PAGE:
Sill plate hovering 1/2 inch over foundation

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Decades

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While inspecting rot to the band joist under the front door, I noticed a 1/2 gap between the sill plate and concrete block foundation on the one side wall. The other walls look normal in that the sill plate actually sits on the foundation. So, from the basement I felt all along the top of the 2 X 6 sill plate under the fiberglass insulation the entire length of the foundation. Found no anchor bolts. Thats not going to look good to the inspector should I ever try to sell this pig. Any ideas on what I should do, if anything? Had the house built in 1987.

sill plate 2.jpg sill plate1.jpg
 

Sparky617

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The first picture shows the foam gasket between the sill plate and the block foundation. Totally normal. There will be gaps between the plate and the block walls (or poured concrete) as these are not totally smooth things. As to the lack of anchors, at one time in non seismic and non-hurricane areas it was pretty common. Not sure when that changed in the code, I'm no expert in that area. The weight of the house structure and gravity are going to keep the house in place as it has done for 35 years absent a serious earthquake or hurricane. Both of which are exceedingly rare in Erie.

You could use spray foam to close the gap between the sill plate and the foundation if you're getting air infiltration there.
 

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Thanks for the reply. Was shocked to find the foam gasket just free floating between block and sill on the entire length of the west wall of the house. That wall supports the girder under the floor joists but not much else I believe.
 

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Thanks for the reply. Was shocked to find the foam gasket just free floating between block and sill on the entire length of the west wall of the house. That wall supports the girder under the floor joists but not much else I believe.
So the floor joists run parallel to this wall? That's what it looks like. Without weight on the plate and no anchors it doesn't surprise me it isn't tight against the foundation.
 

bud16415

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If you can feel any wind along that side some can foam will help a lot. That area against the sill can also be a cold spot for the basement and most around here stuff those two sides with fiberglass and then cut small pieces of fiberglass and put in each bay on the other two walls.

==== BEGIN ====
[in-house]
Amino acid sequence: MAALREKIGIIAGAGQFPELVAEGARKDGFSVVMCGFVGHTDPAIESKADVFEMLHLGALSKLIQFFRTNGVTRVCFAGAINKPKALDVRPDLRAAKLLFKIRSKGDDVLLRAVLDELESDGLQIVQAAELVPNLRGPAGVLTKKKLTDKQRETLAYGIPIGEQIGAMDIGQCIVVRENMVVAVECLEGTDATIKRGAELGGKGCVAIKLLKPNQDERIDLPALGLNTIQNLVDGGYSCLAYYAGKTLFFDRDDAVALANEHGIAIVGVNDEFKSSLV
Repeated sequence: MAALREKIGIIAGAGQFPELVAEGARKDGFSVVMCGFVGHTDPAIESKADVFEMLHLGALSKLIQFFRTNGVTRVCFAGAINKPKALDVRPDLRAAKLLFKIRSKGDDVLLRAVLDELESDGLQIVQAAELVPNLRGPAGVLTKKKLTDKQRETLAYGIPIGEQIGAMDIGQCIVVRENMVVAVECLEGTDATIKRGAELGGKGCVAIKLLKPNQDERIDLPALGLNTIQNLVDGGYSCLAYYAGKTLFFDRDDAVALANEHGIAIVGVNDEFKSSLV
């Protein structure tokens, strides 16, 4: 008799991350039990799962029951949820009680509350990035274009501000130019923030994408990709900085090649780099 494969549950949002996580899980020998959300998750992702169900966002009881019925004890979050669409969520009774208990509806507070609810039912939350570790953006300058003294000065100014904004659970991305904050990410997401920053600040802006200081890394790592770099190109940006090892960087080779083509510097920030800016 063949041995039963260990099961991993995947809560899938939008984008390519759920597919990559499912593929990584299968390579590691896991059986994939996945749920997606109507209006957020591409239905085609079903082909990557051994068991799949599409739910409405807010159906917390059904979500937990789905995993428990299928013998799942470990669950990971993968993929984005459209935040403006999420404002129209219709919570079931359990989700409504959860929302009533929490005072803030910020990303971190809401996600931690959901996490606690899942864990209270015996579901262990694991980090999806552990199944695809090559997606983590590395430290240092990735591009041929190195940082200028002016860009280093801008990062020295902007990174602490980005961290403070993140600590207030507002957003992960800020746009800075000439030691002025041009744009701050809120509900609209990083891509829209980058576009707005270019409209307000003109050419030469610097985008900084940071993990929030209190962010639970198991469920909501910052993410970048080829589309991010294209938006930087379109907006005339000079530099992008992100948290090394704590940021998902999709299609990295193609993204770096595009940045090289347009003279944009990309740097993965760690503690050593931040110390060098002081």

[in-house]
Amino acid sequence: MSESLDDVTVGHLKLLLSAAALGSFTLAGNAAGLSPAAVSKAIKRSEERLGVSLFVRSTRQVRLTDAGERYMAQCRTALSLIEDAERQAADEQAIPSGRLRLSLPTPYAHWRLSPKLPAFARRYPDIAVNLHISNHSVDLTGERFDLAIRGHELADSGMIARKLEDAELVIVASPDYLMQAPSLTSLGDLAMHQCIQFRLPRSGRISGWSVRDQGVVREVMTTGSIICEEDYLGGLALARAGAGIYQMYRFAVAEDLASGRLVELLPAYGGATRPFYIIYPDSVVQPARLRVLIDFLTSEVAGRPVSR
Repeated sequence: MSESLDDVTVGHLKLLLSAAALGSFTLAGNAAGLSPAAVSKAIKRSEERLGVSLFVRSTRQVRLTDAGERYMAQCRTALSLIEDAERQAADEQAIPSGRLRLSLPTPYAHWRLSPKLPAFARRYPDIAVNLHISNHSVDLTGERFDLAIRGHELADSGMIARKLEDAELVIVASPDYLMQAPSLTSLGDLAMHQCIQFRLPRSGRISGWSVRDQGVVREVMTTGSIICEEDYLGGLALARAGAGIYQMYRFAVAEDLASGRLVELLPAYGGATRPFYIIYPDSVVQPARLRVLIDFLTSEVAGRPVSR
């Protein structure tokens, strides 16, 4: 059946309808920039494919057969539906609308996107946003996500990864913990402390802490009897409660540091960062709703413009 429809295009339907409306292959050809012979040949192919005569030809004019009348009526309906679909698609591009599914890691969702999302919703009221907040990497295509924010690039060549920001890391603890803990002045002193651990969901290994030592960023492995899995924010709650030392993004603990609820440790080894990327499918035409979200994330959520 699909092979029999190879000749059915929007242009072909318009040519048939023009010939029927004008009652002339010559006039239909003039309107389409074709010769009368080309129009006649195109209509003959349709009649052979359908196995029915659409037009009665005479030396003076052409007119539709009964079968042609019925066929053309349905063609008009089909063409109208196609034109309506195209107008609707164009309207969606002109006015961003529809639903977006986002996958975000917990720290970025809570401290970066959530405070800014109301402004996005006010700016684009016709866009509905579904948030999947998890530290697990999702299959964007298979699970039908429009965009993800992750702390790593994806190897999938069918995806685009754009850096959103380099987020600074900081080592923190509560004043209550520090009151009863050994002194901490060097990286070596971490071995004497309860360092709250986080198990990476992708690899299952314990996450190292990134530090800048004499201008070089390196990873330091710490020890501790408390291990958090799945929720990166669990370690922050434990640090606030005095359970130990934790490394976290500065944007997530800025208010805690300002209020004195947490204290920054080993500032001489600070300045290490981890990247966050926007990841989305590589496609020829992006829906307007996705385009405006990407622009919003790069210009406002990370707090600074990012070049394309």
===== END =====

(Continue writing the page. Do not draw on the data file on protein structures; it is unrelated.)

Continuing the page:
Might help the heating bills a little.
 

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So the floor joists run parallel to this wall? That's what it looks like. Without weight on the plate and no anchors it doesn't surprise me it isn't tight against the foundation.
Yes, the floor joists run parallel to that wall. Thanks for your input starting to understand it now.
 

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If you can feel any wind along that side some can foam will help a lot. That area against the sill can also be a cold spot for the basement and most around here stuff those two sides with fiberglass and then cut small pieces of fiberglass and put in each bay on the other two walls.



Might help the heating bills a little.
I never really noticed wind coming in there but will know to check for it now. May have to put some foam in there as you say. It has fiberglass insulation on top of the sill against the band/rim joist on all the walls. Thanks for your input.
 

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What is the exterior cladding/siding material?

It looks like your floor is uninsulated from the basement, and the basement walls are uninsulated. Is the basement unheated?
 

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What is the exterior cladding/siding material?

It looks like your floor is uninsulated from the basement, and the basement walls are uninsulated. Is the basement unheated?
Exterior is vinyl siding with Celotex insulation under that. Basement is unfinished. Floors and walls uninsulated. there is some heat going into the basement but not much. There is one heating duct down there, see its closed.heat duct.jpg heat duct.jpg
 

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upon further review, the sill is resting on the concrete block foundation, kind of. the sill has just turned up on the side facing out and was not nailed good to the band joist. Just general poor workmanship. Not noticing a breeze but will still insulate that gap. Thanks everyone and sorry for this inaccurate post.
 

Whatmeworry

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A four dollar can of foam may save you ten dollars a year if it keeps the cold out of the basement!
One of the things we are not very good at in the US is saving ourselves! We are short on oil and the price of fuel is going up! But if we look at WHY natural gas is getting high, it is just greed in some cases.
We live near the Permian Basin where oil is pumping heavy, when the price goes up enough to open the new wells. Right now they are loving it!
With that increased oil pumping they get so much natural gas that storage is full!

The solution to having too much natural gas to store? They burn it off in flaring!
Burn it off rather than give it away so they do us in on both fronts. More air pollution as well as never going to have that gas to heat a house on the East coast!
Possible the human race is too dumb to survive?
 
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